GR 8677927796770177 | # Login | Register

GR9277 #11
Problem
 GREPhysics.NET Official Solution Alternate Solutions
\prob{11}

The capacitor in the circuit shown above is initially charged. After closing the switch, how much time elapses until one-half of the capacitor's initial stored energy is dissipated?

1. RC
2. RC/2
3. RC/4
4. 2RCln(2)
5. RCln(2)/2

Electromagnetism$\Rightarrow$}RC Circuit

The energy of a capacitor C with voltage V across it is given by $U=\frac{1}{2}CV^2=\frac{Q^2}{2C}$. ($Q=CV$ derives the other variations of the energy.)

From Ohm's Law, one arrives at the relation between charge and time, $Q/C+\dot{Q}R=0 \Rightarrow \frac{Q}{RC}=-\frac{dQ}{dt} \Rightarrow -\frac{dt}{RC}=\frac{dQ}{Q}$. Integrating both sides, one finds that $Q(t)=Q_0 e^{-t/(RC)}$.

Plugging this into the energy equation above, one has $U \propto Q(t)^2 \propto e^{-2t/(RC)}$. Twice time required for the energy to dissipate by 2 is thus given by $1/2 = e^{-t/(RC)} \Rightarrow t_{1/2}=RCln(2$. Divide it by 2 to get choice (E).

Alternate Solutions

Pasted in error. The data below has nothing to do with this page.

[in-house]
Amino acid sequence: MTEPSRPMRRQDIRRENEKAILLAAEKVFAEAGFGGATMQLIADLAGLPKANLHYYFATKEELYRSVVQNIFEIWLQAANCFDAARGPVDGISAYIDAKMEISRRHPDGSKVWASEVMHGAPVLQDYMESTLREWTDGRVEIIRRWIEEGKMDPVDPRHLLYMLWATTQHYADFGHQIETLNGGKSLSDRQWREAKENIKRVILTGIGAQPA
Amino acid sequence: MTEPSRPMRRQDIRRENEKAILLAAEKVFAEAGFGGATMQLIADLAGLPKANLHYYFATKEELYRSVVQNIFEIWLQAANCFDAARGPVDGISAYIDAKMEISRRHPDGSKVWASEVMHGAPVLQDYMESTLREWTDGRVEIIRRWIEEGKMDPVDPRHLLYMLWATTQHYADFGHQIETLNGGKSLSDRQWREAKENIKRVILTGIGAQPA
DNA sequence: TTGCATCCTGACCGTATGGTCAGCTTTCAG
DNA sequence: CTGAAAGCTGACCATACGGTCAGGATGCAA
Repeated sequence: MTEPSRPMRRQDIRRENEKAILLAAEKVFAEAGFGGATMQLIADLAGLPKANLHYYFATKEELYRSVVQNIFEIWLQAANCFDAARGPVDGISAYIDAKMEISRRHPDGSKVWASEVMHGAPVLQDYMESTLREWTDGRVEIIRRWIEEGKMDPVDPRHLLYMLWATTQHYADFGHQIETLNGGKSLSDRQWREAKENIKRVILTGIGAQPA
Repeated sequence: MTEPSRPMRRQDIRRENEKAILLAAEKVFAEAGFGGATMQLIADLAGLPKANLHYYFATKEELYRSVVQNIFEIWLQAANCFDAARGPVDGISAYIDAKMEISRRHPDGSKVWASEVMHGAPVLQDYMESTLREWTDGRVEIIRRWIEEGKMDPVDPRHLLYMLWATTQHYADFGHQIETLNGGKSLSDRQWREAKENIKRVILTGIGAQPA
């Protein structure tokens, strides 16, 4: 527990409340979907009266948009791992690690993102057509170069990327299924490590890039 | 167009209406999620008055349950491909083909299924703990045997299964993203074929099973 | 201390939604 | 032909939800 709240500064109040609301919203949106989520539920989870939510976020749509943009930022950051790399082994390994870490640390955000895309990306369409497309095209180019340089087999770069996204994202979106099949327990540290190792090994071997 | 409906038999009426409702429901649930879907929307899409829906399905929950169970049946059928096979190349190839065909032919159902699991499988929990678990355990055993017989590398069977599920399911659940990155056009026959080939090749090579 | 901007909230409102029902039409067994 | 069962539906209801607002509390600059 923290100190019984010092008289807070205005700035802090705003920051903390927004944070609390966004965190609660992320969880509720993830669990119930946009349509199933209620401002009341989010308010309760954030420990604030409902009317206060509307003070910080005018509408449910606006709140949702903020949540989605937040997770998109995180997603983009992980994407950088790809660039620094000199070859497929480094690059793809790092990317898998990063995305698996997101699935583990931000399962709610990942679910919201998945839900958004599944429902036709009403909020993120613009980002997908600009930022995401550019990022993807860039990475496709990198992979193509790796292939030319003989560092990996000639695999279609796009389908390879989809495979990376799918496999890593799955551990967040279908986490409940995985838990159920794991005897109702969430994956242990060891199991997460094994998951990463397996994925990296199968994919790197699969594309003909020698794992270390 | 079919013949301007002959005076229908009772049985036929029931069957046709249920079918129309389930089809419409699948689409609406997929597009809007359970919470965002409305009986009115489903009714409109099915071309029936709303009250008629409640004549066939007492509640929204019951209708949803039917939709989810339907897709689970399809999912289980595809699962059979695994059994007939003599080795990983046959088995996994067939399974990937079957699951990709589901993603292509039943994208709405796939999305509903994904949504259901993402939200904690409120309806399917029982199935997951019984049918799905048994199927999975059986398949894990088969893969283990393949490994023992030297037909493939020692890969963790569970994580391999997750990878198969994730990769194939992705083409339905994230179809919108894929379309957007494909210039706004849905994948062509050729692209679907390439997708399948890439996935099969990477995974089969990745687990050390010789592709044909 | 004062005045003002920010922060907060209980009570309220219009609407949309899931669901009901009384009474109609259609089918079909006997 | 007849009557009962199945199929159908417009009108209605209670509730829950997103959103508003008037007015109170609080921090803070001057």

niux2009-11-06 07:02:08 My way was: As Q is proportional to $\sqrt{U}$, then you will need a factor of ($\frac{1}{sqrt2}$) for Q (that is, a factor of $2^{-\frac{1}{2}}$) in order to obtain $\frac{U}{2}$ as the problem requires. Then just equate this to time dependece for discharge: $\2^{-1/2}=\e^{-t/RC}$ and solving for t, you will get answer (E) Reply to this comment QM3202008-11-08 06:07:58 You can also remember (or derive) $I=I_0 e^-{t/(RC)}$. So $V=V_0 e^-{t/(RC)}$. Squaring this, and using $U=\frac{1}{2}C V^2$, we find $U=U_0 e^{-2t/(RC)}$. Plug in $U=U_0/2$ and solve. Voila!Reply to this comment QM3202008-11-08 06:07:16 You can also remember (or derive) $I=I_0 e^-{t/(RC)}. So$V=V_0 e^-{t/(RC)}$. Squaring this, and using$U=\frac{1}{2}C V^2$, we find$U=U_0 e^{-2t/(RC)}$. Plug in$U=U_0/2$and solve. Voila!Reply to this comment Comments psychonautQQ 2013-10-07 14:07:40 What am I doing wrong..? Qf = Qie^(t/rc) U --> Q^2 so Qf^2 = (Qi^2)/(2^2 )--> (Qi^2)/4 = (Qi^2)e^(2t/rc) 1/4 = e^(t/rc) ln(1/4) = t/rc rc*ln(1/4) = t. I realize this is wrong, I feel like the given answer skips some steps, it'd be coo if someone could elaborate. kstephe6 2012-11-04 17:30:56 ONLY FAST ANSWERS MATTER! half life (of charger in this case) is ln(2)*(tau) this gives the time it takes for (1/2) of the charge to remain, which is the same (by the energy equation) as (1/4) of the energy to remain. Well, you want twice as much energy left as this, so you only want half of this time to pass. Just the divide the half life by 2. DONE!  kstephe62012-11-05 05:09:16 I meant this as an alternate solution. Quark 2011-10-25 13:40:35 What if instead of U=$\frac{1}{2}\frac{Q^2}{C}$ you remembered U=$\frac{1}{2}QV$. Then you would think that the energy was proportional to Q instead of $Q^2$ and get the wrong answer...  Dr. D.R. Dopetec2011-10-31 20:44:52 Realize that the charge is constant in this circuit, but the voltage across the capacitor is not. There is no voltage pump (e.g. battery) in this circuit. niux 2009-11-06 07:02:08 My way was: As Q is proportional to $\sqrt{U}$, then you will need a factor of ($\frac{1}{sqrt2}$) for Q (that is, a factor of $2^{-\frac{1}{2}}$) in order to obtain $\frac{U}{2}$ as the problem requires. Then just equate this to time dependece for discharge: $\2^{-1/2}=\e^{-t/RC}$ and solving for t, you will get answer (E) tsharky87 2009-10-30 09:30:42 In the official solution, he uses Ohm's law as $Q/C+\dot{Q}R=0$, but isn't Ohm's law actually $V=IR \Rightarrow Q/C - \dot{Q}R = 0$?  kroner2009-11-01 16:16:31 Yosun is implicitly using Kirchhoff's voltage law here: $V_C + V_R = 0$. Then from $V_R = IR$ and $V_C = Q/C$, we get $Q/C + \dot{Q}R = 0$. QM320 2008-11-08 06:07:58 You can also remember (or derive) $I=I_0 e^-{t/(RC)}$. So $V=V_0 e^-{t/(RC)}$. Squaring this, and using $U=\frac{1}{2}C V^2$, we find $U=U_0 e^{-2t/(RC)}$. Plug in $U=U_0/2$ and solve. Voila!  gravity2010-11-07 23:06:46 If you're like me and get retarded wondering if it should be divide by two or multiplied by two (debating between Answer D or E), remember that the Energy is proportional to the voltage$^2$ and so the energy will dissipate faster than the voltage, and thus current. The time constant is the time that it takes for the current to half, so we know it should be shorter than this. D is out, E is in. And that's how you pass the GRE by being too dumb to figure out the U = U$_0$/2 stuff. (I don't know, it takes me longer to think about that than it does to think about the answer I gave). QM320 2008-11-08 06:07:50 You can also remember (or derive) $I=I_0 e^-{t/(RC)}$. So $V=V_0 e^-{t/(RC)}$. Squaring this, and using $U=\frac{1}{2}C V^2$, we find $U=U_0 e^{-2t/(RC)}$. Plug in $U=U_0/2$ and solve. Voila! QM320 2008-11-08 06:07:16 You can also remember (or derive) $I=I_0 e^-{t/(RC)}. So$V=V_0 e^-{t/(RC)}$. Squaring this, and using$U=\frac{1}{2}C V^2$, we find$U=U_0 e^{-2t/(RC)}$. Plug in$U=U_0/2$ and solve. Voila!